Southern Chinese bannerman saber | Peter Dekker's Mandarin Mansion: Antique Arms & Armor

Southern Chinese bannerman saber



Introduction
A group of very similar swords has surfaced, which all seem to date to around the mid 19th century. Their common features are: a thick, single edged, straight or gently curving blade, tapering considerably in width, with a long false backedge as found on Chinese hudiedao. The hilts have brass fittings of the round style (yuanshi, and a simple leather scabbard again in the style of butterfly swords or hudiedao.

They often come with military markings on the left side of the forte, designating them to a certain division of the Eight Banners, the warrior elite of the Qing dynasty. On this example, the banner markings seem to be chiseled away. This probably happened when the saber got a new purpose, perhaps post-Qing when the banner system fell apart.

The scabbard construction and general blade shape remind strongly of single and double weapons associated with south China and its martial arts, like hudiedao. All considering, I think this means it's probably a weapon made for a Bannerman that was stationed in one of the southern garrisons like Hangzhou and Guangzhou.



Overall length: 82 cm / 32.3 inch
Blade length: 63 / 25 inch
Blade thickness: 9 mm at base, 5 mm middle, 3 mm at tip.
Blade width: 40 mm at base, 31 mm middle, 28 mm at backedge, 19.5 mm at tip.
Weight: 790 grams

Description
This Chinese military dao is built around a thick, well-made blade. It's tunkou, normally a brass sleeve around the base of the blade, is in this case integrated in the blade. It has two well-cut grooves and a very deep dimple on either side, and a long false backedge leading up to the point. It is heavy but excellently balanced. The base of the blade shows scratches, almost as if the military markings were erased here. This might have been done when the weapon changed ownership, or after the fall of the Qing and its banner system. Blade in very good shape, some pitting but no nicks or cracks.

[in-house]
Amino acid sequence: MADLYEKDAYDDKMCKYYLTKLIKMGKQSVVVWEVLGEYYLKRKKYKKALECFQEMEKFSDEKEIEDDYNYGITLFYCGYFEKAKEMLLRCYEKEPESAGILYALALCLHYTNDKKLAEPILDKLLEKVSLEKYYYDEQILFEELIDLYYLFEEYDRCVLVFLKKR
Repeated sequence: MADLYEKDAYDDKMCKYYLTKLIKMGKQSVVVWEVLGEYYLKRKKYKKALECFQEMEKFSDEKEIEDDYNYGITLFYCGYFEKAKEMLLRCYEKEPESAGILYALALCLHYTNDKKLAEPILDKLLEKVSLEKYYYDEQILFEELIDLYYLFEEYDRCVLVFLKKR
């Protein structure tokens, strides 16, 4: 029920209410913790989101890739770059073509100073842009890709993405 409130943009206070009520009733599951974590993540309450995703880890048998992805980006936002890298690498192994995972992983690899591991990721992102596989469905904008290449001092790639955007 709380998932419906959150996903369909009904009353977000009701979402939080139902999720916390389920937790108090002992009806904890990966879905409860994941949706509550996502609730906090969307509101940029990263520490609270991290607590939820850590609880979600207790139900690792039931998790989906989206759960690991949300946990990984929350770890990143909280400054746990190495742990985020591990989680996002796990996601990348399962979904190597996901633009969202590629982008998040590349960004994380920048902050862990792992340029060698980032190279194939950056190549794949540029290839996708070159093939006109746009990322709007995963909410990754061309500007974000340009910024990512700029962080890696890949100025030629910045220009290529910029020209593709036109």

The handle is very fine for one of these, even compared to other Qing military sabers of the same period. It retains its original grip wrap, done with exceptionally fine black cord. The guard with openings, making it coin-shaped, has a nicely worked bamboo sectioned rim. The pommel and ferrule are stylishly finished with dotted lines and delicate coin shapes, auspicious symbols that represent fortune.

In "as found" condition. No restorations. Some play in the handle, which can be easily fixed on request. The leather scabbard is in fairly good condition, only missing the tip section which is unfortunately very common on this type of scabbard.



Conclusion
A rather nice example of a type of antique Chinese saber that was used by the elite Eight Banners of Southern China. It has a massive, quality blade that provides and excellent balance. It has a finely executed handle with auspicious coin decoration. Quite a find for anyone with an interest in Qing military weapons.


Interested? Questions?
Contact peter@mandarinmansion.com








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